Furness recommends looking back for about five days, but it depends on whether you know when and when you may have been exposed.
That’s what 29-year-old Alexandra Floyd did last week after she suddenly felt “very sore” and tested positive for a rapid test last Tuesday.
He immediately isolated himself and told everyone he had seen in the last few days, long before he received a call from Toronto Public Health on Friday night, to inform him that he had tested positive on a subsequent PCR test, despite be twice vaccinated.
The contact tracker told him to isolate himself for 10 days, but did not ask for his contacts. Fortunately, she had already told the contact herself.
“You really have to take control yourself,” he said. “Just go back, use your phone and text, that’s all you can do.”
Contact tracing was more important when cases were low and when we didn’t have rapid tests at home, U of T’s Furness said.
“And I think it is a big seismic change, when we have thousands and thousands of cases that we cannot control.”
Instead, he thinks people should be able to run quick tests and tell them to call their own contacts, like Floyd did.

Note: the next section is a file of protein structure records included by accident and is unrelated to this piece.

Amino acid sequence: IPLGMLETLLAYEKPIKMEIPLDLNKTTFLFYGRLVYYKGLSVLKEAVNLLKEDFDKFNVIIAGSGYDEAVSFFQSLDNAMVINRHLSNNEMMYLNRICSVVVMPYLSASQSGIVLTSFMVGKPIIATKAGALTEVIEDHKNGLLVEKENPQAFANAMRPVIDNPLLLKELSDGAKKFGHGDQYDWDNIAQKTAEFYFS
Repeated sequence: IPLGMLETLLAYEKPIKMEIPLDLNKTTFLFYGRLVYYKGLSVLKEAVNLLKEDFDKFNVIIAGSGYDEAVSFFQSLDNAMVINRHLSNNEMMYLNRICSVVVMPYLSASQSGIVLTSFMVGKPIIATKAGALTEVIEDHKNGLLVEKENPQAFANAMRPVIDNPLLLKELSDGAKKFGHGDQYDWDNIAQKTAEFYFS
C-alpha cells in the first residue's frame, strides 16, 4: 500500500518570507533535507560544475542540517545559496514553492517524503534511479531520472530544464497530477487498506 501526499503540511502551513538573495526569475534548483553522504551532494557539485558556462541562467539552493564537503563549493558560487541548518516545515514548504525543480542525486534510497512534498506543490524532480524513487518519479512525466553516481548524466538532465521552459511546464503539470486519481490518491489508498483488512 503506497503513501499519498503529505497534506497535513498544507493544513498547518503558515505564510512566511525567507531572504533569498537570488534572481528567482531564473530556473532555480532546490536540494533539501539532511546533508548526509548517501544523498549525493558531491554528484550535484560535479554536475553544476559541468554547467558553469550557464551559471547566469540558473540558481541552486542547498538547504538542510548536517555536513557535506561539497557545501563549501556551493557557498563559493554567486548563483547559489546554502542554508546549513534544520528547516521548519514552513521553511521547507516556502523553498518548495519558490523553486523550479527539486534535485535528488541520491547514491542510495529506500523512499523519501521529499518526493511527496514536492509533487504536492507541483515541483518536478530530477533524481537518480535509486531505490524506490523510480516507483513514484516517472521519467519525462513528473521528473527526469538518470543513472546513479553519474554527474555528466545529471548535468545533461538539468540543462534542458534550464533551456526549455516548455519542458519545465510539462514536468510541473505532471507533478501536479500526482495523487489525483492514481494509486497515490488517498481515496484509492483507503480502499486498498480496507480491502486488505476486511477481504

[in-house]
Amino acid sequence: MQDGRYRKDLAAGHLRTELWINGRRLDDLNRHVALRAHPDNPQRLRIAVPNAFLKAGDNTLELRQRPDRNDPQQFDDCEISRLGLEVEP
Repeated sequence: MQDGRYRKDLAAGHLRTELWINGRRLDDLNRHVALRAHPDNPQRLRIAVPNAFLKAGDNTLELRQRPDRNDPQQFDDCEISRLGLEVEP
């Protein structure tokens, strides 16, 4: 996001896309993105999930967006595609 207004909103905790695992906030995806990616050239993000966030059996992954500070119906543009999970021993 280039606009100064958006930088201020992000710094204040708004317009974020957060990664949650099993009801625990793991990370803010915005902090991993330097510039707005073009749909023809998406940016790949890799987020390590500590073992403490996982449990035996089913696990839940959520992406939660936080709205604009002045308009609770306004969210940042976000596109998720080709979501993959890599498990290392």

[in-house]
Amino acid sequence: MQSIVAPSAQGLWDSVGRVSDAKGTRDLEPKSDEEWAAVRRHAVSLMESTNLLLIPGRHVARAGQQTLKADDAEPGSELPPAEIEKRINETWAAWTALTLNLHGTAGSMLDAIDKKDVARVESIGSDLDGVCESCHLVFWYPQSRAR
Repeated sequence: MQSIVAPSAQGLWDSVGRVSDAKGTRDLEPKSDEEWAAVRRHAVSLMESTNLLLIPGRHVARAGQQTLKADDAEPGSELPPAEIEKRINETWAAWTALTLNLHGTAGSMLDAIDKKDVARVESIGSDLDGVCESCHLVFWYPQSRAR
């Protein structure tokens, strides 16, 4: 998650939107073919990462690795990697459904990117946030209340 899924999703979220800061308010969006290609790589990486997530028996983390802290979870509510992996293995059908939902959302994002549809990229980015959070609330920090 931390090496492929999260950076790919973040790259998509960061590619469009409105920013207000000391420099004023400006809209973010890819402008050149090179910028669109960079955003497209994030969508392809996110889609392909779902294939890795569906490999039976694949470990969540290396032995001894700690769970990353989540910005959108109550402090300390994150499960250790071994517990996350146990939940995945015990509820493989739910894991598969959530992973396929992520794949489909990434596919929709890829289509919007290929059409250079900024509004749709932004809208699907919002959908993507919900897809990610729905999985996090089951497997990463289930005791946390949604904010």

What would be feasible, Furness added, is for public health units to try to “passively collect” data on where people think they were exposed, to better understand where Omicron is spreading.
It’s something the Peterborough Public Health unit is already doing, asking people to fill out a short survey if they have a positive rapid test result.
“The data will be used for surveillance purposes and will not be used for our formal counts of reported cases,” spokeswoman Sarah Gill said in an emailed statement.
“We anticipate that with the increase in cases due to the Omicron variant, our ability to trace and test contacts will be limited. We hope that residents will use this confidential survey to help us understand the spread of COVID-19 in our region. “
Test sites at Ottawa Public Health are experiencing “an unprecedented increase and cannot keep up with demand,” according to a statement from the health unit. official Twitter account posted on Monday, and high-risk contacts won’t get a call from the unit, says their website.
It’s a similar situation in Kingston where residents are told, “Don’t wait for a phone call from KFL & A Public Health,” on the website of the health unit. “Notify your close contacts and encourage them to isolate themselves for 10 days of their last exposure to you and get tested.”
It can be a bit overwhelming to do this, Floyd said. But most of the people she contacted appreciated knowing she had COVID, “especially now since everyone is going home and seeing their families.”
Fortunately, no one tested positive except for her partner and they are both fine, their pain quickly turning into cold-like symptoms, although they canceled plans to see family in Thunder Bay and are spending the isolated vacation together.
For now, they are just happy to feel good, even if Christmas looks very different than they had imagined.
“It is what it is, and as long as we’re healthy, that’s all that matters,” he said.
“To be honest, it will come for all of us.”